Pointe-Noire, Republic of the Congo – With the rise of industrial fishing off the Congolese coast, craft fishing teams have increasingly focused on shark fishing over the past few years to make a living.
There have been reports of sharks fishing for sharks on pirogues – narrow, canoe-like boats – in the area dating back to the 1980s, but the phenomenon has been steadily increasing over the past two decades, with activists warning that the practice is becoming unsustainable.
Activists say the rise of specialized shark fishing has been driven by several factors.
The construction of oil infrastructure abroad has reduced the areas where artisans can fish. The advent of industrial fishing trawlers has meant greater competition for fish. And the constant demand for shark fins in parts of Asia can make shark fishing profitable.
The artificial shark fishermen go far out to sea, cast nets overboard just before sunset and then lure sharks with bait and blood during the night.
On most days, hundreds of sharks are dumped along Songolo Beach in the Pointe-Noire fishing district, where they are sold on the spot. Many are hammerhead, big-eyed shark sharks, silky and mako sharks – all of which are endangered species.
Jean-Michel Dziengue, a Congolese activist from the environmental NGO Bouée Couronne, said that a large proportion of the sharks caught are small or young.
“The trend affects the entire fishery resource. In markets, fish are getting smaller and smaller. “It is a sign that people are fishing in spawning areas,” he said.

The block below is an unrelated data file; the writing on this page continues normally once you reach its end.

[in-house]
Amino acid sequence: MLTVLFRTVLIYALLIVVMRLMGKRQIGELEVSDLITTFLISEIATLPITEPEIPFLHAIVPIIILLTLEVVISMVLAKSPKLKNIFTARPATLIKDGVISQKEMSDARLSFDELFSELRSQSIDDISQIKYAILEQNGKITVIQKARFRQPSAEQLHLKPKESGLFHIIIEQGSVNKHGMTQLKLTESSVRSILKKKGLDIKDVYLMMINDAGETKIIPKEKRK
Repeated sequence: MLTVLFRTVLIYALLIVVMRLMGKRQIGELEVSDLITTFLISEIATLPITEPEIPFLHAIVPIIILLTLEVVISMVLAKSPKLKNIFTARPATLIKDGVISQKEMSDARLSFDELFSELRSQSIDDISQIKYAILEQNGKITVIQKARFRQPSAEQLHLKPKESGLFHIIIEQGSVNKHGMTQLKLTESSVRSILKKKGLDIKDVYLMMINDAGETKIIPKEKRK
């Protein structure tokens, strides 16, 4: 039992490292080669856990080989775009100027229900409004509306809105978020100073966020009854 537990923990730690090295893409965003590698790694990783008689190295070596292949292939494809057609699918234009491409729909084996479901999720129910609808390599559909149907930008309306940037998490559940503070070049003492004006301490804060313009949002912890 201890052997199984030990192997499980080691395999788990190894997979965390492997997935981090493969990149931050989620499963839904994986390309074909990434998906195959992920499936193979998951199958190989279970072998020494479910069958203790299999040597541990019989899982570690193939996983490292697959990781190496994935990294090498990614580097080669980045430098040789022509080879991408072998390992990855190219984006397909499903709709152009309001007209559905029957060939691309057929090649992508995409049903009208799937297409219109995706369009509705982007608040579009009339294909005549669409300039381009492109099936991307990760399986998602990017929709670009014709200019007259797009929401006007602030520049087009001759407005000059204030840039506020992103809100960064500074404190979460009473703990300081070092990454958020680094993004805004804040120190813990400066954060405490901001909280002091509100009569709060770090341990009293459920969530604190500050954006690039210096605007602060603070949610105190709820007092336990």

According to a 2017 survey by the Traffic NGO, 95 percent of the sharks caught in the Republic of the Congo (1,766,589 kg) come from pirogues of artificial fishermen – which is responsible for one third of their annual catch .
Dozens of different shark species are caught in the country, including seven listed in Annex II to the International Trade in Endangered Species Convention (CITES) and considered endangered by the International Union for Conservation of Nature (IUCN).
The increase in the number of pirogues involved exclusively in shark fishing in the Congo, according to Dziengue, was mainly caused by the rise of industrial fishing.
“Firstly, fishing areas were reduced by two thirds due to oil extraction in the sea. Then, foreign industrial vessels increased especially after 2005 when they jumped from 24 to more than 70 within a few years, and even started fishing in restricted areas without restrictions. “The artisanal fishermen were slowly pushed into a corner,” he said.
According to Traffic, in a maritime area where a maximum of 30 licenses must be issued to industrial vessels, as many as 110 vessels sailed in 2018. That number has dropped to about 80 vessels, according to Congolese authorities.
Dziengue said authorities did not have the means to enforce laws to prevent overfishing by industrial trailers. “The authorities have only one patrol boat for the entire coast,” he added.
According to a recent study published by Current Biology, one third of the world’s shark and rye species are dying out due to overfishing and the number of shark and rye species facing a “global extinction crisis” has doubled in a decade.
Senegalese shark biologist Mika Samba Diop told Al Jazeera that sharks are beginning to disappear from African seas in which they were previously common.
Sharks are ‘the gendarmes’ of the marine ecosystem balance, they live long but have poor fertility. “If they are fished intensively, severe damage is done,” he said.